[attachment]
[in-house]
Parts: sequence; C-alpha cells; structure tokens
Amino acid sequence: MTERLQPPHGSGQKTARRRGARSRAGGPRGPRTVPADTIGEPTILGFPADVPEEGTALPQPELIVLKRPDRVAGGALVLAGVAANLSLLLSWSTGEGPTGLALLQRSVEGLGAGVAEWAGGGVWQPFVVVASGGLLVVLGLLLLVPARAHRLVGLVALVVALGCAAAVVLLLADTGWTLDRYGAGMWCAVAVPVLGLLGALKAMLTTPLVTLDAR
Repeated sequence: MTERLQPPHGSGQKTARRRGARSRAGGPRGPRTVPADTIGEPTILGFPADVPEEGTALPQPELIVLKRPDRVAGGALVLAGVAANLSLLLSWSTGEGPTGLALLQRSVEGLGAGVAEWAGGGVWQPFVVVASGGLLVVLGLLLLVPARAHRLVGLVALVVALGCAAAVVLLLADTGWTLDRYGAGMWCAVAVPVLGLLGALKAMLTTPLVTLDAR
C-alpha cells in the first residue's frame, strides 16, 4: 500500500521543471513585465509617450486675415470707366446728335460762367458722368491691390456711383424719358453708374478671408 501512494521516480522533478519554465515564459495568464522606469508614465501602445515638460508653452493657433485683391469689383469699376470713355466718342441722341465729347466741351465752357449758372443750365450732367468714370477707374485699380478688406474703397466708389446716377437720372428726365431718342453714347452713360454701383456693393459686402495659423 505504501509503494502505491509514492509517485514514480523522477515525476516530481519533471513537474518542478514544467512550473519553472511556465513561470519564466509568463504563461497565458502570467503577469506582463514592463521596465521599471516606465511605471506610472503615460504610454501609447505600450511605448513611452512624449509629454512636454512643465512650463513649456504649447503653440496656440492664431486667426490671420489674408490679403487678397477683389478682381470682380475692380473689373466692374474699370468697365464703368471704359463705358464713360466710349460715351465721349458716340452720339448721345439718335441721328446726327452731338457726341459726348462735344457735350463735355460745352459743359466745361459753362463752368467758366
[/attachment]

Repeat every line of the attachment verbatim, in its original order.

[in-house]
Parts: sequence; C-alpha cells; structure tokens
Amino acid sequence: MTERLQPPHGSGQKTARRRGARSRAGGPRGPRTVPADTIGEPTILGFPADVPEEGTALPQPELIVLKRPDRVAGGALVLAGVAANLSLLLSWSTGEGPTGLALLQRSVEGLGAGVAEWAGGGVWQPFVVVASGGLLVVLGLLLLVPARAHRLVGLVALVVALGCAAAVVLLLADTGWTLDRYGAGMWCAVAVPVLGLLGALKAMLTTPLVTLDAR
Repeated sequence: MTERLQPPHGSGQKTARRRGARSRAGGPRGPRTVPADTIGEPTILGFPADVPEEGTALPQPELIVLKRPDRVAGGALVLAGVAANLSLLLSWSTGEGPTGLALLQRSVEGLGAGVAEWAGGGVWQPFVVVASGGLLVVLGLLLLVPARAHRLVGLVALVVALGCAAAVVLLLADTGWTLDRYGAGMWCAVAVPVLGLLGALKAMLTTPLVTLDAR
C-alpha cells in the first residue's frame, strides 16, 4: 500500500521543471513585465509617450486675415470707366446728335460762367458722368491691390456711383424719358453708374478671408 501512494521516480522533478519554465515564459495568464522606469508614465501602445515638460508653452493657433485683391469689383469699376470713355466718342441722341465729347466741351465752357449758372443750365450732367468714370477707374485699380478688406474703397466708389446716377437720372428726365431718342453714347452713360454701383456693393459686402495659423 505504501509503494502505491509514492509517485514514480523522477515525476516530481519533471513537474518542478514544467512550473519553472511556465513561470519564466509568463504563461497565458502570467503577469506582463514592463521596465521599471516606465511605471506610472503615460504610454501609447505600450511605448513611452512624449509629454512636454512643465512650463513649456504649447503653440496656440492664431486667426490671420489674408490679403487678397477683389478682381470682380475692380473689373466692374474699370468697365464703368471704359463705358464713360466710349460715351465721349458716340452720339448721345439718335441721328446726327452731338457726341459726348462735344457735350463735355460745352459743359466745361459753362463752368467758366